Today's broad slide in tech shares was perhaps more disconcerting to investors because even a dose of good news failed to lift a cloud of pessimism. The Federal Reserve's policy-making committee left the federal funds rate, the interest that banks charge, at 6.5 percent.
In its statement, the Fed noted that overall demand in the economy has slowed down and that advances in productivity have also continued to "help contain costs and hold down underlying price pressures."
"What we have is a Fed that is not going to be tightening in the near future," said Greg Mount, a senior economist at BankOne.
Mount views the news as positive because the Fed announced in its statement that the U.S. economy is slowing down. "The Fed threw (the markets) a bone on this one," he said.
Yet the markets did not react favorably. After rising 70 points earlier, the Nasdaq fell 113.73, or 3 percent, to 3,455.17, it's lowest level since May. The Standard & Poor's 500 index dropped 9.87 to 1,426.36.
The Dow Jones industrial average rose 19.61 to close at 10,719.74 led by Alcoa, which gained $2.44 to $26.94.
Brian Rauscher, an investment strategist at Morgan Stanley, believes that investors were hoping for a sign that the Fed would rule out future increases. However, in a release explaining its stance, the Fed noted that it remains biased toward raising rates in the future if a tight labor market and high energy prices pose a "risk of increasing inflation expectations."
The bottom line is that steady rates in the near term are not enough to erase concerns about third-quarter profits.
"The Nasdaq is looking for some positive news, and I think what it's going to take is a few companies coming out with strong earnings," said Rauscher.
Recent earnings warnings from high-profile companies such as Intel and Apple Computer have shaken investor confidence and sapped some of the enthusiasm surrounding the tech sector as investors prepare for third-quarter earnings season.
"The market has gone sideways for the past five months...and this isn't necessarily a bad thing," he said. Rauscher said the downturn is a way to squeeze out skittish investors and set the stage for some gains. "The market hasn't really cleaned everybody out yet."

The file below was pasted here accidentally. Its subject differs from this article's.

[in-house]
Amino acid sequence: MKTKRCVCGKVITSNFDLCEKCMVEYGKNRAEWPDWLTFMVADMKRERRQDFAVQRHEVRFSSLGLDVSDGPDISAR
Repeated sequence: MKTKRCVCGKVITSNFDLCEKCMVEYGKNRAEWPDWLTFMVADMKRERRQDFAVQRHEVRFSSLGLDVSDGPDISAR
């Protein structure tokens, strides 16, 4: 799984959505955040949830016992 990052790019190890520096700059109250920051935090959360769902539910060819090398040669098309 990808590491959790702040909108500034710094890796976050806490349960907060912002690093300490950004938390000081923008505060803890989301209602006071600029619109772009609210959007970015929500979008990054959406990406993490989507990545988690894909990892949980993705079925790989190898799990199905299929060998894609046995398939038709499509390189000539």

At the end of regular trading, Intel gained 19 cents to $40.31. A new report said worldwide semiconductor sales grew 53 percent and hit an industry high for the month of August, helped by strong demand for Internet and wireless equipment.
Cisco Systems also gained 63 cents to $56.13. Cisco said it is spending about $100 million on its new Salem, N.H., plant that makes gear for fiber-optic networks. The 674,000-square-foot facility more than doubles company-owned manufacturing space worldwide.
The news was not so good for other large-cap stocks. Microsoft dropped $2.56 to $56.56; Oracle fell $9.50 to $69.25; and JDS Uniphase lost $2.31 to $87.63.
Oracle fell after the database software maker said sales of its flagship product would pick up next year, later than some analysts had expected.
The CNET tech index lost 64.63 to close at 2,749.96. Losers soundly beat out winners, with 73 of the 97 stocks in the index falling, 21 rising and three remaining unchanged.
All of the 18 sectors tracked by CNET Investor posted losses. Server software makers led the dive, losing nearly 9 percent, followed by PC software companies, which lost 5 percent. Internet content companies were the day's smallest losers, falling 0.67 percent.
Among members of the CNET tech index, Apple fell $1.93 to $22.31 and set a new 52-week low of $22.19 compared with a high of $75.18.
Xerox shares fell $3.94, or nearly 26 percent, to $11.38, after the copier company said yesterday it will have a third-quarter loss because of slow September sales and unfavorable currency exchange rates.
The Philadelphia semiconductor index fell 20.42, or about 3 percent, to 812.95, led by chip equipment maker Applied Materials, which lost $5.06 to close at $51.63.